The missus and I bought an old farm house in the latter part of 2003. One of the things that drew us to the property was a walled courtyard of about 15 metres by 15 metres which afforded us the opportunity to sunbathe in the nuddy.
Towards the end of the following spring it started to get really hot. By the end of May the wife got the unshakeable notion in her head that a swimming pool would be required to get us through the summer. We made enquiries and got the same answer everywhere, that a proper sunken pool starts at two million pesetas (about 12,000 euros). Spain joined the euro on the 1st January 1999 but to this day, many Spanish people evaluate large purchases such as houses and cars in terms of pesetas. Curiously in the run up to the changeover to the euro, Spanish car-dealers did a roaring trade in Mercs and Beamers as panicked savers snapped up luxury cars as a way to launder the black money under their mattresses. I was told Murcia sold more 'Berliners' than anywhere in the world that year, a fact which I've been unable to verify but it sounds highly likely!
Anyway getting back to the story, 12,000 euros was way over budget so we looked at alternatives. We hit on the idea that an above-ground pool would not only be a cheaper solution but a quicker and easier one. We could easily fit one into the courtyard and by not having to dig down (which would require re-routing sewage and water pipes) we would make life a lot easier for ourselves. At this point we enlisted the help of our Spanish neighbour Jose who went with us to the shop to choose a pool. Involving Jose turned out to be a fortuitous decision. Although he worked in fruit canning and juicing factory, like all Spanish men he seemed to have innate knowledge of the building trade. What I knew about mixing cement at that time could have been etched on the head of a pin, so I was very glad when it became apparent that we needed a concrete base for the pool, that Jose volunteered to help build it.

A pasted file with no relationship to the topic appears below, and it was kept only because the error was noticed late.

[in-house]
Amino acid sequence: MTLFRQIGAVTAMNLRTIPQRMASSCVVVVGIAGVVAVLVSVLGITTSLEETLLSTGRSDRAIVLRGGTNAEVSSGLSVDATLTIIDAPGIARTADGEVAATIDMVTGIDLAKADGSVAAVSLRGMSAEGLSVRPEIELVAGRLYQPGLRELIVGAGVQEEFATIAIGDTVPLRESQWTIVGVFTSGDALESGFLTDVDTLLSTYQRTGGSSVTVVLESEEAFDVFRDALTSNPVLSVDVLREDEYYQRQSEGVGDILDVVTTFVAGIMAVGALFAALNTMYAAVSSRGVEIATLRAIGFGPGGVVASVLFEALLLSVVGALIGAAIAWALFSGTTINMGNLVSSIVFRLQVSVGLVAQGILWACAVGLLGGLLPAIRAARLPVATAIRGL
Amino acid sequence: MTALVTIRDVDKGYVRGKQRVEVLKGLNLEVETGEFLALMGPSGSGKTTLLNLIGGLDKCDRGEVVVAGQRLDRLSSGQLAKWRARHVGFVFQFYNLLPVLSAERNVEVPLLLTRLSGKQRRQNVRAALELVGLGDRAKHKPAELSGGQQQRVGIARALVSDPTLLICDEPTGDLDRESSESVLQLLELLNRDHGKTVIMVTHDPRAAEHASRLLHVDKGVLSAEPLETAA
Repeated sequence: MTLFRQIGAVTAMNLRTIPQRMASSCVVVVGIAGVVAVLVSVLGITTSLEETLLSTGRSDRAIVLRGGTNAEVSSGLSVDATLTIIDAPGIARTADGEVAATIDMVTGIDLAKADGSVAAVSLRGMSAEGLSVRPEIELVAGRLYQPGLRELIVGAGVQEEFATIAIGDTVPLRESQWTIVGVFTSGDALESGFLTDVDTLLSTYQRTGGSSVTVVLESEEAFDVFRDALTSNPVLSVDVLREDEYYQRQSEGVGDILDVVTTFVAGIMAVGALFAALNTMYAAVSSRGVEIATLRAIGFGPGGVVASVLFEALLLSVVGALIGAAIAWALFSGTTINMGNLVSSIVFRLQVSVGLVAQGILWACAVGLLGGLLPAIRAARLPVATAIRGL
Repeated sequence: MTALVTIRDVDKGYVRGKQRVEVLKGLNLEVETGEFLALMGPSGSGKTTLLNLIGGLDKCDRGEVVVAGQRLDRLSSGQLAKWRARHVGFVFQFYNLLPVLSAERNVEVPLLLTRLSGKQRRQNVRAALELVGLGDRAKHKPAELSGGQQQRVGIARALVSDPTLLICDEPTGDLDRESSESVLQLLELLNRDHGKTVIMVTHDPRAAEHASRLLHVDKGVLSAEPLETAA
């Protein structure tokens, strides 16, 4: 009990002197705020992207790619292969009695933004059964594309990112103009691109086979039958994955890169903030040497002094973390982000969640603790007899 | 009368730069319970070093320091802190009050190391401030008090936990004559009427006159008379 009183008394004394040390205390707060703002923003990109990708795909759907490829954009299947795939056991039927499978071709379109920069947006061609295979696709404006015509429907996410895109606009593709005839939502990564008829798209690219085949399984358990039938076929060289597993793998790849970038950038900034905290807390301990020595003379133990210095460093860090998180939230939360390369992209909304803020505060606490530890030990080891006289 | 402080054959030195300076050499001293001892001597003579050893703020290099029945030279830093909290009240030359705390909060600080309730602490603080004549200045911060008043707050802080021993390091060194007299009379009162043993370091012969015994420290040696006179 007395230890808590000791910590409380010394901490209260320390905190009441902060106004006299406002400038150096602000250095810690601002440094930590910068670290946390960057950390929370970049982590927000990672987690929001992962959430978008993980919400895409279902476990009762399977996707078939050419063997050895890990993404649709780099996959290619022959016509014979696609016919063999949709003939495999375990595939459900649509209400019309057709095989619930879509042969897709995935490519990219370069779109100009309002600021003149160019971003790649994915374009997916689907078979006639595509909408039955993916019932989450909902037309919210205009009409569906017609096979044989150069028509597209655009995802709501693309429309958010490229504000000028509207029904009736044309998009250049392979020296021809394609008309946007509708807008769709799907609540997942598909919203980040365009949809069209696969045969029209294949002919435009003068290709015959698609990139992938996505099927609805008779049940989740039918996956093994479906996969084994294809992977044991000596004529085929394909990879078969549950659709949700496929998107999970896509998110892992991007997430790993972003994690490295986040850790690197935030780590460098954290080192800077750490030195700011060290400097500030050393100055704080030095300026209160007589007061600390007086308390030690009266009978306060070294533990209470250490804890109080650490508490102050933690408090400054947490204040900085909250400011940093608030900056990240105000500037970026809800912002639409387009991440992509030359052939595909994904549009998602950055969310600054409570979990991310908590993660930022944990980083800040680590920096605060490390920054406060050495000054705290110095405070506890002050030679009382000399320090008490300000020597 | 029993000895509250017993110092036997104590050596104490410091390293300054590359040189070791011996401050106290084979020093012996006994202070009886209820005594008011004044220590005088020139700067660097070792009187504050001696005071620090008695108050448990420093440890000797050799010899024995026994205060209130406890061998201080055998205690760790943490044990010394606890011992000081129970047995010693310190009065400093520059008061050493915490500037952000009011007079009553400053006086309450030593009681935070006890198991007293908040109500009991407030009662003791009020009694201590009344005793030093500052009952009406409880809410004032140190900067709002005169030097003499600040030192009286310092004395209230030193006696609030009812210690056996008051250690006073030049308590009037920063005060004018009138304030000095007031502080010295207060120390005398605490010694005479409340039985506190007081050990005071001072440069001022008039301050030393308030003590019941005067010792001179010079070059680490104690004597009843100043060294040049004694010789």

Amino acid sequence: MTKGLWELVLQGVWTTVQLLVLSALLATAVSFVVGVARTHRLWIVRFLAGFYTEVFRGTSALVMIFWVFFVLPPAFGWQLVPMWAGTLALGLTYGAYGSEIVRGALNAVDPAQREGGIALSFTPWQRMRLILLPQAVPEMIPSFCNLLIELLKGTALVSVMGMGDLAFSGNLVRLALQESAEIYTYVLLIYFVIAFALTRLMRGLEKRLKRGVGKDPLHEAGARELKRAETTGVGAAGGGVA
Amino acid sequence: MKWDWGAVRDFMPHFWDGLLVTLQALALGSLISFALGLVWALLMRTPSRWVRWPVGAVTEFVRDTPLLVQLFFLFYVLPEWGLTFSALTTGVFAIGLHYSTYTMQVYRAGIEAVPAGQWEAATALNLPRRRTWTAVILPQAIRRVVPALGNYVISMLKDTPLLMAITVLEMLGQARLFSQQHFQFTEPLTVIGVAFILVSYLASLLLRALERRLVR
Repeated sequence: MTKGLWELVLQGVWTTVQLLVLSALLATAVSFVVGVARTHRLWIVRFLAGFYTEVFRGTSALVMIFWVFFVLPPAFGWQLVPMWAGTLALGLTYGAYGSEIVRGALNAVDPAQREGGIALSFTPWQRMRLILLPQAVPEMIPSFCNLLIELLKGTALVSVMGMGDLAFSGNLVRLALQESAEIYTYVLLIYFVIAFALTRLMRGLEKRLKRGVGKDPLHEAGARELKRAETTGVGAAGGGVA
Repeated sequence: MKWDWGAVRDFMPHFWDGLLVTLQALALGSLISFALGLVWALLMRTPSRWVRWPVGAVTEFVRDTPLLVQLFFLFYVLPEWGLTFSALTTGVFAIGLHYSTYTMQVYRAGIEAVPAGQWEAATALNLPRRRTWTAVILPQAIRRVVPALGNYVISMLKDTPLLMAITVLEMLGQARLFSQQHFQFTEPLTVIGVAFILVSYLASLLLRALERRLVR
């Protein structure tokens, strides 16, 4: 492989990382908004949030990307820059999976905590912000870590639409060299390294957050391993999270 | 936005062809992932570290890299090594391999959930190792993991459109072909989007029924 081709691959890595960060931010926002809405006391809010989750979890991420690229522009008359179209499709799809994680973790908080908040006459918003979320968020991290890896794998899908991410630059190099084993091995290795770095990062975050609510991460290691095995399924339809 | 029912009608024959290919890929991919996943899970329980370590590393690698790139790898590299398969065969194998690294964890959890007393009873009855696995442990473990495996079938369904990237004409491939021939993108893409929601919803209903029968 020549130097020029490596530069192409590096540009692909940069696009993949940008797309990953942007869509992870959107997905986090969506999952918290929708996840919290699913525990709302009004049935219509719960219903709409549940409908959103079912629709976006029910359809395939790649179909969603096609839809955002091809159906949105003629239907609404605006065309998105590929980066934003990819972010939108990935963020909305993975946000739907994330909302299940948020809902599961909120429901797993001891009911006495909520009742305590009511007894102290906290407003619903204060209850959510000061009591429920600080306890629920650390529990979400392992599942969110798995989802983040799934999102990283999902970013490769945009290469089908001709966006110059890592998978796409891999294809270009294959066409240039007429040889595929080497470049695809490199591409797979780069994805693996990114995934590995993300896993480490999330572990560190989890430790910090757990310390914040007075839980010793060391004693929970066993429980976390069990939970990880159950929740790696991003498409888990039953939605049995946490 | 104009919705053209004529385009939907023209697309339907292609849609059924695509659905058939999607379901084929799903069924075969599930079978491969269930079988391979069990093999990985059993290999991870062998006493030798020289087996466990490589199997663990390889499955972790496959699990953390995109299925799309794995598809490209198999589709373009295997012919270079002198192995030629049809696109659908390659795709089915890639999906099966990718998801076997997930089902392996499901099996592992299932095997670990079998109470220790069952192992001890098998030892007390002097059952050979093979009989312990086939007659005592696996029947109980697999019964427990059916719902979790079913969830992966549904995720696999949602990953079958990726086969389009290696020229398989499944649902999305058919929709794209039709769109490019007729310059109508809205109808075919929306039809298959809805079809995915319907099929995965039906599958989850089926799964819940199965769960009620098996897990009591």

My wife unsurprisingly went for the largest pool we could comfortably fit in the space available. I can't remember the exact price but it was in the region of 1500 euros, a far more reasonable figure. It was roughly eight by four metres in size. There was a large steel skirt that went around the perimeter of the pool which was supported by metal buttresses, so we marked out on the ground a kind of 8x4m rectangle with legs every metre or so for the supports. Though the courtyard seemed level to the eye, it dropped by about 30 centimetres from one end to the other. This meant our base was 30 centimetres deep at one end, which required far more concrete than I had expected.
Jose led the work, turning up in his van with a cement bath, shovels, hoes and buckets etc. All this was new to me. We began by creating a mould with old bits of wood that followed the design we made on the ground, then Jose showed us how to mix the concrete. If you're not familiar with a cement bath it is a poor man's cement mixer, a metal tray about two metres long and a metre wide having the depth and appearance of a squared-off bathtub. The idea is to mix the concrete by using a hoe, pulling it backwards a forwards to bring all the ingredients together. We soon found it was back-breaking work, especially since it was already reaching 30 degrees at nine in the morning.